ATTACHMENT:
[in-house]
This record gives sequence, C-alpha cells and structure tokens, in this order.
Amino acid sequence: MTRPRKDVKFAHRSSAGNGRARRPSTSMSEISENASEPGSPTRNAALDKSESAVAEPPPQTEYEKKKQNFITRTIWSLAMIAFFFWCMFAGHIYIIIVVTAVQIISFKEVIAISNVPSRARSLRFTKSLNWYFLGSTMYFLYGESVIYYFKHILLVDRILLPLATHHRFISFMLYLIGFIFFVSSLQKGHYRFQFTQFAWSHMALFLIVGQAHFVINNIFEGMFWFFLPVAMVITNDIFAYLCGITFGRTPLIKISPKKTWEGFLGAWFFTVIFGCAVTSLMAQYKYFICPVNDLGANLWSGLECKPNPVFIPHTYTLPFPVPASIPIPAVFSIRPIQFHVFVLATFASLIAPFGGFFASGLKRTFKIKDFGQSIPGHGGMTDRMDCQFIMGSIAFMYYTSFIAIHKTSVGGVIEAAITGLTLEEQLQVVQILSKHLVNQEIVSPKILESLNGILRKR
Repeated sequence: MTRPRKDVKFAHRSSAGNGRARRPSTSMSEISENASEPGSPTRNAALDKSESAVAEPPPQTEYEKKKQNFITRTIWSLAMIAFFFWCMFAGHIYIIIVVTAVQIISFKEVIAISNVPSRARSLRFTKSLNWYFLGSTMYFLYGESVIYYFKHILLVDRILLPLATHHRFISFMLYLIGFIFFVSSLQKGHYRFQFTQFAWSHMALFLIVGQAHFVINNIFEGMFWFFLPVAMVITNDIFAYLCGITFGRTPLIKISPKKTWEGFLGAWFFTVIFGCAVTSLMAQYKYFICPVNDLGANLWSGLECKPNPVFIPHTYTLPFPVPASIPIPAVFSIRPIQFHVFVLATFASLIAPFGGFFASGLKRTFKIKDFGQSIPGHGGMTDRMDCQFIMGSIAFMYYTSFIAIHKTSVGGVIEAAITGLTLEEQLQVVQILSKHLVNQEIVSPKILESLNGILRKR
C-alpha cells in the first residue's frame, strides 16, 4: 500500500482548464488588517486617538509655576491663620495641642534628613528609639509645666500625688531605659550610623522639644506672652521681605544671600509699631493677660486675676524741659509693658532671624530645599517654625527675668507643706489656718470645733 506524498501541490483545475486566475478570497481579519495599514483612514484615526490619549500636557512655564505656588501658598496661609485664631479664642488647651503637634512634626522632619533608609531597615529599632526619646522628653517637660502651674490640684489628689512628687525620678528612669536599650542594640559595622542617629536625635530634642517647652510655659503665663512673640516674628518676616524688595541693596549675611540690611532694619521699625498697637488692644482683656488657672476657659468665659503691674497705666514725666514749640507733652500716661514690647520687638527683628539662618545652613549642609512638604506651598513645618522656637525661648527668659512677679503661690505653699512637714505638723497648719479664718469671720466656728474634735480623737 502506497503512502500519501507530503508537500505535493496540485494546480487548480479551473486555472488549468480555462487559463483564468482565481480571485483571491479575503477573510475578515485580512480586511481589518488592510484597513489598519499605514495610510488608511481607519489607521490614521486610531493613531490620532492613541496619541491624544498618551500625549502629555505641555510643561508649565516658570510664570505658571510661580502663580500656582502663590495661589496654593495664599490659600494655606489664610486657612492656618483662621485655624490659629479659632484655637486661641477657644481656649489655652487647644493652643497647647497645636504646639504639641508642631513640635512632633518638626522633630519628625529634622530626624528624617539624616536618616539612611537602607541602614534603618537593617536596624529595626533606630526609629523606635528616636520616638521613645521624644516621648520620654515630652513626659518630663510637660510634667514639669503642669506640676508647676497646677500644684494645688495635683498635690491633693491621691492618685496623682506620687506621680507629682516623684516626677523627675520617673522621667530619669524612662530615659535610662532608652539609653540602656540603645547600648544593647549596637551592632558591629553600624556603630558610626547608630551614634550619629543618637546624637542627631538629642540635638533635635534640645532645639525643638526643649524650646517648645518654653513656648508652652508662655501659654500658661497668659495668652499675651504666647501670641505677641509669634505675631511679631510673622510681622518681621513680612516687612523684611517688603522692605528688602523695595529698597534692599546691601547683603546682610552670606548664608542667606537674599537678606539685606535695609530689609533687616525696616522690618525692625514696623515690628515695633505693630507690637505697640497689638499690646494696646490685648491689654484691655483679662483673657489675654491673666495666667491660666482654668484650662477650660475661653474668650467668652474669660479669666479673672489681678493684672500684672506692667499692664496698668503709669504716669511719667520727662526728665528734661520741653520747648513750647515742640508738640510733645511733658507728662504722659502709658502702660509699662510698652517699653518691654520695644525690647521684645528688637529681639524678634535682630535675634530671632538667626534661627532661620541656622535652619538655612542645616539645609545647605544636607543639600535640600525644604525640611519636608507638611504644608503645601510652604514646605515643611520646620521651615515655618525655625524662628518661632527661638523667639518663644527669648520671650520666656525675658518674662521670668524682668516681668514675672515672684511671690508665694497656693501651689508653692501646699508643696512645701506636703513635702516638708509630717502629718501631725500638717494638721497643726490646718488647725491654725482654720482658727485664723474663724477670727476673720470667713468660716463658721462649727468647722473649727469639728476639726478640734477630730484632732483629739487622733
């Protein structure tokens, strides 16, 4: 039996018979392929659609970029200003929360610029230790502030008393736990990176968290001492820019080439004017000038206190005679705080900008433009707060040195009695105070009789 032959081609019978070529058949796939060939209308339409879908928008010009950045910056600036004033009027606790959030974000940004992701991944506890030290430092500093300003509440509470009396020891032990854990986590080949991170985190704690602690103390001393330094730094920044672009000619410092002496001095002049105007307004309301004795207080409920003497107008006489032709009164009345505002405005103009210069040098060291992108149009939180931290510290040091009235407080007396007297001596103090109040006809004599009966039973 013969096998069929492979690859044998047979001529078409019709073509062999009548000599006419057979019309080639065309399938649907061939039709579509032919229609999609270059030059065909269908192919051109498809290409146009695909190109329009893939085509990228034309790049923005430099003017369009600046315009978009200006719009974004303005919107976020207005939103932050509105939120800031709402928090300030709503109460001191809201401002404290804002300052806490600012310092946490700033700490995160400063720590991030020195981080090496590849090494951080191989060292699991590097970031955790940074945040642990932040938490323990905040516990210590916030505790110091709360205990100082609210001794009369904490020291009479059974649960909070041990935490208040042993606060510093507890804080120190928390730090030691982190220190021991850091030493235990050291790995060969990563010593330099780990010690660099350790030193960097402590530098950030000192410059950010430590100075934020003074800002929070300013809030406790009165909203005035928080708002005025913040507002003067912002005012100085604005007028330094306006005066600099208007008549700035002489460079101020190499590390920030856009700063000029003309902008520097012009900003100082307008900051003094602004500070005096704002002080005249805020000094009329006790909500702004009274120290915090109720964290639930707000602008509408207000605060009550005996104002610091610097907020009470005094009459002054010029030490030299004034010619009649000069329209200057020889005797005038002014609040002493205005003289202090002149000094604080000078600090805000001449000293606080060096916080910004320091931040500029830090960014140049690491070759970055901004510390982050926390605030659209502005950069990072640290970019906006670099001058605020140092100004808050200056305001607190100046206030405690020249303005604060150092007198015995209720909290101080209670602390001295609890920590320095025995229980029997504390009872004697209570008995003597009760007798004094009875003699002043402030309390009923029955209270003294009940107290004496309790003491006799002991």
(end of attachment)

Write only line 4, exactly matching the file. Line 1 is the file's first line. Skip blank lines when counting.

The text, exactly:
Repeated sequence: MTRPRKDVKFAHRSSAGNGRARRPSTSMSEISENASEPGSPTRNAALDKSESAVAEPPPQTEYEKKKQNFITRTIWSLAMIAFFFWCMFAGHIYIIIVVTAVQIISFKEVIAISNVPSRARSLRFTKSLNWYFLGSTMYFLYGESVIYYFKHILLVDRILLPLATHHRFISFMLYLIGFIFFVSSLQKGHYRFQFTQFAWSHMALFLIVGQAHFVINNIFEGMFWFFLPVAMVITNDIFAYLCGITFGRTPLIKISPKKTWEGFLGAWFFTVIFGCAVTSLMAQYKYFICPVNDLGANLWSGLECKPNPVFIPHTYTLPFPVPASIPIPAVFSIRPIQFHVFVLATFASLIAPFGGFFASGLKRTFKIKDFGQSIPGHGGMTDRMDCQFIMGSIAFMYYTSFIAIHKTSVGGVIEAAITGLTLEEQLQVVQILSKHLVNQEIVSPKILESLNGILRKR